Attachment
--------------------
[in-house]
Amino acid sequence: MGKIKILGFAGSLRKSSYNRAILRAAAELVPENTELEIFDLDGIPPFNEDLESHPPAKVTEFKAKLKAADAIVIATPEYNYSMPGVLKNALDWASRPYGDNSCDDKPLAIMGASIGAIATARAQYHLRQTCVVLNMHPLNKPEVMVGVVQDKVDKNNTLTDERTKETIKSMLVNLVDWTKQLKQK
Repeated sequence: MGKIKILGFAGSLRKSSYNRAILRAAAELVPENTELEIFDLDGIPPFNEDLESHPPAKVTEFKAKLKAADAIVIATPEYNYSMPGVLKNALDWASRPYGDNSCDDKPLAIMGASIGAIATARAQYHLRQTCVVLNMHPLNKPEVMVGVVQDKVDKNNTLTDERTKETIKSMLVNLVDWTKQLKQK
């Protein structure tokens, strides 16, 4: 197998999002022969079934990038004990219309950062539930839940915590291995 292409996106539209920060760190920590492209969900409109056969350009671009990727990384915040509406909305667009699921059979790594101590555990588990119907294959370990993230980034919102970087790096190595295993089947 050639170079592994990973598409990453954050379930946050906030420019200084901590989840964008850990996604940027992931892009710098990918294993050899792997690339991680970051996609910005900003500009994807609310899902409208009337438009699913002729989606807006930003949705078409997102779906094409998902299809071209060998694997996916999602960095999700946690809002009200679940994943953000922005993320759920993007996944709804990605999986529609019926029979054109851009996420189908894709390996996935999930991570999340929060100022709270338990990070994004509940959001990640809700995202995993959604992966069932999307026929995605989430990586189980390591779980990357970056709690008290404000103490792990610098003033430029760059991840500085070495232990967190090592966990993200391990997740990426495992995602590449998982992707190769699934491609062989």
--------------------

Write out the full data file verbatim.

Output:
[in-house]
Amino acid sequence: MGKIKILGFAGSLRKSSYNRAILRAAAELVPENTELEIFDLDGIPPFNEDLESHPPAKVTEFKAKLKAADAIVIATPEYNYSMPGVLKNALDWASRPYGDNSCDDKPLAIMGASIGAIATARAQYHLRQTCVVLNMHPLNKPEVMVGVVQDKVDKNNTLTDERTKETIKSMLVNLVDWTKQLKQK
Repeated sequence: MGKIKILGFAGSLRKSSYNRAILRAAAELVPENTELEIFDLDGIPPFNEDLESHPPAKVTEFKAKLKAADAIVIATPEYNYSMPGVLKNALDWASRPYGDNSCDDKPLAIMGASIGAIATARAQYHLRQTCVVLNMHPLNKPEVMVGVVQDKVDKNNTLTDERTKETIKSMLVNLVDWTKQLKQK
């Protein structure tokens, strides 16, 4: 197998999002022969079934990038004990219309950062539930839940915590291995 292409996106539209920060760190920590492209969900409109056969350009671009990727990384915040509406909305667009699921059979790594101590555990588990119907294959370990993230980034919102970087790096190595295993089947 050639170079592994990973598409990453954050379930946050906030420019200084901590989840964008850990996604940027992931892009710098990918294993050899792997690339991680970051996609910005900003500009994807609310899902409208009337438009699913002729989606807006930003949705078409997102779906094409998902299809071209060998694997996916999602960095999700946690809002009200679940994943953000922005993320759920993007996944709804990605999986529609019926029979054109851009996420189908894709390996996935999930991570999340929060100022709270338990990070994004509940959001990640809700995202995993959604992966069932999307026929995605989430990586189980390591779980990357970056709690008290404000103490792990610098003033430029760059991840500085070495232990967190090592966990993200391990997740990426495992995602590449998982992707190769699934491609062989």